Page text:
Federal Task Force on the Boston Central Artery Tunnel Project. Review of Project Oversight and Costs
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Federal Task Force on the Boston Central Artery Tunnel Project. Review of Project Oversight and Costs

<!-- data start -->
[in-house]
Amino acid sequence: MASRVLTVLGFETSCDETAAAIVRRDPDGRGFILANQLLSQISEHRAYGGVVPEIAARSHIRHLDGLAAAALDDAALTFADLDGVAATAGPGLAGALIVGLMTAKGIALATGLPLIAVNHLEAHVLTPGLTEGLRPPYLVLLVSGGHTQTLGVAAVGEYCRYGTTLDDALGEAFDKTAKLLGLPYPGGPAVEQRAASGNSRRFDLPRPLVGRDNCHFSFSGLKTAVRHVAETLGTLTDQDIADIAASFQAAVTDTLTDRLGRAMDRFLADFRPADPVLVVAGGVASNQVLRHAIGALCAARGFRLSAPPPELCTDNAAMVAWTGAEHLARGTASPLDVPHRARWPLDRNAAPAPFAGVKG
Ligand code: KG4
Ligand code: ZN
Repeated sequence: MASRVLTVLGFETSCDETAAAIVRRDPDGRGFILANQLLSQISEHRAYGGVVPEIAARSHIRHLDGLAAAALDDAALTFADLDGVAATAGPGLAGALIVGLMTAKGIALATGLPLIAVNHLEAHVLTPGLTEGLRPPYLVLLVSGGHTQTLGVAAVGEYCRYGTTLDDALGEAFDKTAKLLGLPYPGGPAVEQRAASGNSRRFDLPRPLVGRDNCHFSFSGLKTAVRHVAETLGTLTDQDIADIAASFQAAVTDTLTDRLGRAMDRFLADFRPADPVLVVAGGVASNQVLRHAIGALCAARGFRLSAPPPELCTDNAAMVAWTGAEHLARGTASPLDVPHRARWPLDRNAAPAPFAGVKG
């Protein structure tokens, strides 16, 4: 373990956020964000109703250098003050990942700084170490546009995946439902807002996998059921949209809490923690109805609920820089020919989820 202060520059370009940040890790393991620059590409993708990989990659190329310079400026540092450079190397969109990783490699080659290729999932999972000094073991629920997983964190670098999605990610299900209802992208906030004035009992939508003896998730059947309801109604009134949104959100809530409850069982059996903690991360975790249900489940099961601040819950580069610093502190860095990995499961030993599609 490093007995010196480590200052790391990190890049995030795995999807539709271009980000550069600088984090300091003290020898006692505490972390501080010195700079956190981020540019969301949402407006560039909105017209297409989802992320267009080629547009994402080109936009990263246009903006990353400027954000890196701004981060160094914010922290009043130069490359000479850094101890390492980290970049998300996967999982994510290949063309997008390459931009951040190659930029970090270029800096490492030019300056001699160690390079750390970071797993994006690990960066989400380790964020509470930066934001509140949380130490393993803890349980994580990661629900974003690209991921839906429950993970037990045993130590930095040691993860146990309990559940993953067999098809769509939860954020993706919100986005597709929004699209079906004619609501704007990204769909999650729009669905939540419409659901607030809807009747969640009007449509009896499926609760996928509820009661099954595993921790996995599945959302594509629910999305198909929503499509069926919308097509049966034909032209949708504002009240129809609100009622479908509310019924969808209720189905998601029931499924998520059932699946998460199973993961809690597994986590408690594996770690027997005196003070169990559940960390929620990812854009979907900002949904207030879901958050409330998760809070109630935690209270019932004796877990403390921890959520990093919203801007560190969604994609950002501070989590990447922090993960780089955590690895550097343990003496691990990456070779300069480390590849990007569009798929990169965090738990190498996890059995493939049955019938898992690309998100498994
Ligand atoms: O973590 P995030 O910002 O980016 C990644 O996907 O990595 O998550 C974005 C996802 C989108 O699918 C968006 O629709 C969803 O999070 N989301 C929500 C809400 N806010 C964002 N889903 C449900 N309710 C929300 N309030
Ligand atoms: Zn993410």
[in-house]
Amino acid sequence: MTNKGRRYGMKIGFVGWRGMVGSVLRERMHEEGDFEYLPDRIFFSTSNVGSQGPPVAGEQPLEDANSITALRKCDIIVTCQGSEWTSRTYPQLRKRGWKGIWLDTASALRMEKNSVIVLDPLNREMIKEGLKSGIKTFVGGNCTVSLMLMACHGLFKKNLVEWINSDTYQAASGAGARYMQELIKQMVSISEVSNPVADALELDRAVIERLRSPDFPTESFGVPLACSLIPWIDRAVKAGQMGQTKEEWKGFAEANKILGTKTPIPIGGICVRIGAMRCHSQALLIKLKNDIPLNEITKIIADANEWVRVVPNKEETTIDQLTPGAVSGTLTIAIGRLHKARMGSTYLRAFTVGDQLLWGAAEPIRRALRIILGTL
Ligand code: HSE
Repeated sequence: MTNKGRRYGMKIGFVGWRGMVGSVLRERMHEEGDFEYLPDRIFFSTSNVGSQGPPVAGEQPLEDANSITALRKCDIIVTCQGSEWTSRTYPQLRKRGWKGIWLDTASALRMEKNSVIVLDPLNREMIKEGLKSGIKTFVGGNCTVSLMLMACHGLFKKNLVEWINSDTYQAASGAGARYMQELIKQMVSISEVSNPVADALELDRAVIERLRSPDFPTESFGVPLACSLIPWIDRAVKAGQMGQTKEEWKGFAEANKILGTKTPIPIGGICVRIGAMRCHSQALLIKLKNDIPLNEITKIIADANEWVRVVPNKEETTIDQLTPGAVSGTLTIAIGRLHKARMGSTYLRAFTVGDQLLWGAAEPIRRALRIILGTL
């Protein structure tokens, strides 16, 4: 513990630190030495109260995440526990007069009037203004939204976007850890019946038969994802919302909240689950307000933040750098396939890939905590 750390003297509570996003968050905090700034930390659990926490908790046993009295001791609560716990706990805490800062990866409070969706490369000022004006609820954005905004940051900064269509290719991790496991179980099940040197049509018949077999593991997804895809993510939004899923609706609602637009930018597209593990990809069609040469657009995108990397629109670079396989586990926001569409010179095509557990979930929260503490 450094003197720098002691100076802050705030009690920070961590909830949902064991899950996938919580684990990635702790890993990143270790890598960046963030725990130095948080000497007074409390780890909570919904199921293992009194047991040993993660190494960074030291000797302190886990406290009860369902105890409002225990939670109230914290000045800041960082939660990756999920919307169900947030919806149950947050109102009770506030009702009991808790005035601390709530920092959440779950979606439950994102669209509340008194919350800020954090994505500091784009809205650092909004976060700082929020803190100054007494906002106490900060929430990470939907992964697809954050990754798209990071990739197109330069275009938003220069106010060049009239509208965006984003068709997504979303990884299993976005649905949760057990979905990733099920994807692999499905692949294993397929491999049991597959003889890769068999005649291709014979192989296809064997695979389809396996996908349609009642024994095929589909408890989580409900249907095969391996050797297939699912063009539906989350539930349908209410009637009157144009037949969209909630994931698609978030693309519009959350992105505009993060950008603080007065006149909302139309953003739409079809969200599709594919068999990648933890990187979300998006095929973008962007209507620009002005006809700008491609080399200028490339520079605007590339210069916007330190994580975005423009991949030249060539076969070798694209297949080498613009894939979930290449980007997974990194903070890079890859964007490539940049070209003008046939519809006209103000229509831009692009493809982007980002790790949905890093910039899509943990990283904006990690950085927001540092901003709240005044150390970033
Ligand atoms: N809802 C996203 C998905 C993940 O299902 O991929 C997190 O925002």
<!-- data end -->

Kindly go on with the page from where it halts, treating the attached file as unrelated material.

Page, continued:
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    The Central Artery Tunnel (CA/T) Project in Boston, Massachusetts, is the largest federally funded public works project in recent history, involving the reconstruction of Interstate 93 (I-93--the Central Artery) and the extension of I-90 (the Ted Williams Tunnel). The I-93 reconstruction includes a new eight-lane highway beneath the existing elevated Central Artery through downtown Boston. The I-90 extension involves placement of a four-lane immersed tube tunnel beneath Boston Harbor. The cost to complete the CA/T Project has increased tremendously from the initial estimate of $2.3 billion in 1984. It is not the purpose of this report to explore why the costs increased over the years. However, prior to February 1, 2000, the total CA/T Project cost was reported to be $10.8 billion. A task force estimated that a realistic cost estimate for the CA/T Project is now $13.4-13.6 billion. In response to the Massachusetts Turnpike Authority's announcement on February 1, 2000, and the report of the U.S. Department of Transportation's Office of Inspector General critical of CA/T Project financing, U.S. Secretary of Transportation Rodney E. Slater, on February 17, 2000, endorsed a six-part action plan presented by Federal Highway Administrator Kenneth R. Wykle. The plan included establishing a task force to conduct a complete review of the Federal Highway Administration's (FHWA) oversight process. This report presents the work of the task force. As a result of the task force's observations, research, and analysis, 34 recommendations are offered. The recommendations can be summarized by saying that FHWA must move beyond the failed partnership approach, which the state betrayed by its actions, to achieve independent and critical oversight of the CA/T Project.
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